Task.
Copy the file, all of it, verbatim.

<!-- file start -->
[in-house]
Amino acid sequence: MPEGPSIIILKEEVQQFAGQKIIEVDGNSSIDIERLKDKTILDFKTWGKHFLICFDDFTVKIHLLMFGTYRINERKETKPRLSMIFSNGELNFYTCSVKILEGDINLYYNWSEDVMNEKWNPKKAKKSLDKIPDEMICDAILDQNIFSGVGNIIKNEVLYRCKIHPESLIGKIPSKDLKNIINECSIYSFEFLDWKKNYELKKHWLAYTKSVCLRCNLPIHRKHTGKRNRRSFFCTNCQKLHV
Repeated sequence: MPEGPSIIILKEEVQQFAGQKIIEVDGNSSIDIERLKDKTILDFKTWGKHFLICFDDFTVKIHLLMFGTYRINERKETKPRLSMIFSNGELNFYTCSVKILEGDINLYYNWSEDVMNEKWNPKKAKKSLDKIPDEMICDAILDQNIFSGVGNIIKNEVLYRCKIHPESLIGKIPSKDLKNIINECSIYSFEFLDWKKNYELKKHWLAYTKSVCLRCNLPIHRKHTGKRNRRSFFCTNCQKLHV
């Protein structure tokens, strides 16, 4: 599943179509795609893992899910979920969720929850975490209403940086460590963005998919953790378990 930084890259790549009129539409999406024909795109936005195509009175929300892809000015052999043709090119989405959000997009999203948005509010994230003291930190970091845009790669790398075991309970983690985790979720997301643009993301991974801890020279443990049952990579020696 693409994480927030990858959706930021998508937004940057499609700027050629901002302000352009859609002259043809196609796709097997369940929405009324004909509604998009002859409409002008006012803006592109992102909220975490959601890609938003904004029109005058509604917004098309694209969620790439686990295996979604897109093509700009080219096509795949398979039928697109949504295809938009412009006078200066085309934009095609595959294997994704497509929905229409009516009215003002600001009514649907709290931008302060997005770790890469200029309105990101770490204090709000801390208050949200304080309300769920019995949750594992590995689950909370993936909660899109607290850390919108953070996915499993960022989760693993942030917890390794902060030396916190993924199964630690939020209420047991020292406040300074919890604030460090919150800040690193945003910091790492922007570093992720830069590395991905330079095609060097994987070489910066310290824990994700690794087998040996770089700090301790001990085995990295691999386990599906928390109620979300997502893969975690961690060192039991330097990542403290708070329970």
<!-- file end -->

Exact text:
[in-house]
Amino acid sequence: MPEGPSIIILKEEVQQFAGQKIIEVDGNSSIDIERLKDKTILDFKTWGKHFLICFDDFTVKIHLLMFGTYRINERKETKPRLSMIFSNGELNFYTCSVKILEGDINLYYNWSEDVMNEKWNPKKAKKSLDKIPDEMICDAILDQNIFSGVGNIIKNEVLYRCKIHPESLIGKIPSKDLKNIINECSIYSFEFLDWKKNYELKKHWLAYTKSVCLRCNLPIHRKHTGKRNRRSFFCTNCQKLHV
Repeated sequence: MPEGPSIIILKEEVQQFAGQKIIEVDGNSSIDIERLKDKTILDFKTWGKHFLICFDDFTVKIHLLMFGTYRINERKETKPRLSMIFSNGELNFYTCSVKILEGDINLYYNWSEDVMNEKWNPKKAKKSLDKIPDEMICDAILDQNIFSGVGNIIKNEVLYRCKIHPESLIGKIPSKDLKNIINECSIYSFEFLDWKKNYELKKHWLAYTKSVCLRCNLPIHRKHTGKRNRRSFFCTNCQKLHV
């Protein structure tokens, strides 16, 4: 599943179509795609893992899910979920969720929850975490209403940086460590963005998919953790378990 930084890259790549009129539409999406024909795109936005195509009175929300892809000015052999043709090119989405959000997009999203948005509010994230003291930190970091845009790669790398075991309970983690985790979720997301643009993301991974801890020279443990049952990579020696 693409994480927030990858959706930021998508937004940057499609700027050629901002302000352009859609002259043809196609796709097997369940929405009324004909509604998009002859409409002008006012803006592109992102909220975490959601890609938003904004029109005058509604917004098309694209969620790439686990295996979604897109093509700009080219096509795949398979039928697109949504295809938009412009006078200066085309934009095609595959294997994704497509929905229409009516009215003002600001009514649907709290931008302060997005770790890469200029309105990101770490204090709000801390208050949200304080309300769920019995949750594992590995689950909370993936909660899109607290850390919108953070996915499993960022989760693993942030917890390794902060030396916190993924199964630690939020209420047991020292406040300074919890604030460090919150800040690193945003910091790492922007570093992720830069590395991905330079095609060097994987070489910066310290824990994700690794087998040996770089700090301790001990085995990295691999386990599906928390109620979300997502893969975690961690060192039991330097990542403290708070329970």